From the Editor: The Fets Whiskey Raid Was a Pathetic Use of City Resources
Columns / January 30, 2018
Vancouver is fraught with crises. The opioid epidemic has ended literally thousands of lives, homelessness remains an enormous issue, and the housing shortage is sending the city’s affordability into a nosedive that threatens the financial security of countless Vancouverites.
This is why it’s appalling that while all of this and more plagues this city, the cops and their counterparts still manage to find time to walk into a swanky whiskey bar off of Commercial Drive to raid $40,000 worth of booze.
According to the Fets Whiskey Bar owner, 242 bottles of specialty whisky were whisked off by government officials and the police because they weren’t purchased through the Liquor Distribution Branch, which all B.C. liquor licensees are required to go through when buying product.
What apparently spurred the decision to conduct this raid was a complaint filed against a bar in Victoria, which eventually led to the Vancouver location. And while what Fets did was technically illegal, it hardly warranted the confiscation of hundreds of bottles of single-cask whiskey, and certainly didn’t cause direct harm to anyone buying or selling it.
The local business owners and their employees, however, have now been left to count pennies and scramble to recover what was lost in the “prohibition-style” raid. That catchy phrasing, which is how the Fets described it to the press, has now sparked conversation across the province about B.C.’s archaic liquor laws the harm they cause.
When you consider the seriousness of the injustices being done in our communities, the whole event seems like an excuse to go after something that can only jokingly be described as a crime. A Vancouver Sun poll that’s open online shows that the mass majority of the publication’s readers agree.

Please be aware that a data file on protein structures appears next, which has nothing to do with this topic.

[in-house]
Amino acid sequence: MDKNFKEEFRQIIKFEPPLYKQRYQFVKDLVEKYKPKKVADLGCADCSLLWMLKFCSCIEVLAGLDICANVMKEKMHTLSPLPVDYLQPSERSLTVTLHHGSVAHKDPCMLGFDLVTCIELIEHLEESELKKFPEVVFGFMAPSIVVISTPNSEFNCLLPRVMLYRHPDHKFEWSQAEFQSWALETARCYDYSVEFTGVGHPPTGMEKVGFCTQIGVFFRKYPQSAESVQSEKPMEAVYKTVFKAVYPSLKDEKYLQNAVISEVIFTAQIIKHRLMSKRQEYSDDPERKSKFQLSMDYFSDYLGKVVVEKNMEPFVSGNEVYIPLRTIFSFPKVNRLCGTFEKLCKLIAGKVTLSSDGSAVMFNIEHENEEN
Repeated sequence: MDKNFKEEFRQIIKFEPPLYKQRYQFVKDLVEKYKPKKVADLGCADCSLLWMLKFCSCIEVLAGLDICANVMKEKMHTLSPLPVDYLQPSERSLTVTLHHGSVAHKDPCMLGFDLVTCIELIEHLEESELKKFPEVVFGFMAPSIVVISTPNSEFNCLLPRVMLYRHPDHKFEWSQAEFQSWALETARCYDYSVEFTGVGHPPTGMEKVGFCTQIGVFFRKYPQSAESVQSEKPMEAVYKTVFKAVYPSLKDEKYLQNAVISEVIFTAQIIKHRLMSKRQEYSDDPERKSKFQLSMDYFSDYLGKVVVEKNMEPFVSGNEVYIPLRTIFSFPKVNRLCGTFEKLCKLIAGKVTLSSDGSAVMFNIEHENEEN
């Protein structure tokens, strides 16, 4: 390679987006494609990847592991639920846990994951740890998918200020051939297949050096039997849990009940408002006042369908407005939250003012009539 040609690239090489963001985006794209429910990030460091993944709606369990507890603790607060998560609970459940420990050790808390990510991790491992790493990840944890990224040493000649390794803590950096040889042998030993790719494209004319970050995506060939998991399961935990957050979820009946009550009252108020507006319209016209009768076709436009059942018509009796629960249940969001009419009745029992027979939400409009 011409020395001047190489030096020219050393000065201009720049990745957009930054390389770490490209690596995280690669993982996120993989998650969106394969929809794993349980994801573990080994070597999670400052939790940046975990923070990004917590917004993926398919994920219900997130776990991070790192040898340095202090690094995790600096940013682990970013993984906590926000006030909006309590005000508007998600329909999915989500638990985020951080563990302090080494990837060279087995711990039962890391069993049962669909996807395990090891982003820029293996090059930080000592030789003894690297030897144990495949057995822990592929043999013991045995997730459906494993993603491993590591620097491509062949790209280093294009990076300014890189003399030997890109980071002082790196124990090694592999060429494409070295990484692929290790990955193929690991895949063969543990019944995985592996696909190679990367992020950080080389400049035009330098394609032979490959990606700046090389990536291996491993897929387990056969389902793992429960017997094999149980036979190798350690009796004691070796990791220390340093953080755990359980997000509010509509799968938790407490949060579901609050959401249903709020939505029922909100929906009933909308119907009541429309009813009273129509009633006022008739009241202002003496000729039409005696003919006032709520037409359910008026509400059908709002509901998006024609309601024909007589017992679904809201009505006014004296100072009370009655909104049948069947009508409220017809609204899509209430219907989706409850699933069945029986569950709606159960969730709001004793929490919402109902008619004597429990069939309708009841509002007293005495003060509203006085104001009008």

As of Jan. 23, 84 per cent of poll participants who were asked “Was the whisky raid at this Commercial Drive bar heavy handed or fair?” responded that they felt “It was heavy handed. That law needs to change.”
If only a small sliver of the population agrees that the raid was worthwhile, it’s time for the city police and government inspectors to sit down, look at themselves in the mirror, and invest their time and energy into something smarter.
If Fets Whiskey Kitchen had been a government-run liquor store instead of a private one, it never would have been raided. The latter are able to purchase bottles of the liquor that were confiscated, but are unable to then sell that liquor to anyone else. If bottles of specialty whiskey changed hands from one liquor distributor to another—a practice that licensees commenting on this event say has been happening out in the open for years—suddenly the government is sending men in uniform to remove them from the premises.
Officers on the job aren’t needed in B.C. bars that sell specialty liquors which were fairly bought and collected. They’re needed on the streets, on patrol, in consultations with the public, and in crisis situations. What the government could possibly gain from either destroying or holding hundreds of bottles of whiskey in storage—other than oh-so-heroically laying down the law—is a mystery.
If this practice is really peeving off the province, authorities can give businesses like Fets a slap on the wrist or two before taking more serious punitive action. Waltzing into a local bar with no warning and the intent of conducting an undercover sting is more than just unnecessary. It’s insulting and unethical. There are other problems to be focusing on, and there are other people who really do deserve to have thousands of dollars of substances taken away from them (like B.C.’s fentanyl dealers, for instance).
With the NDP liquor review currently underway, we can hope that this won’t keep happening in the future. And maybe, just maybe, we will see our law enforcement working on what this city truly needs.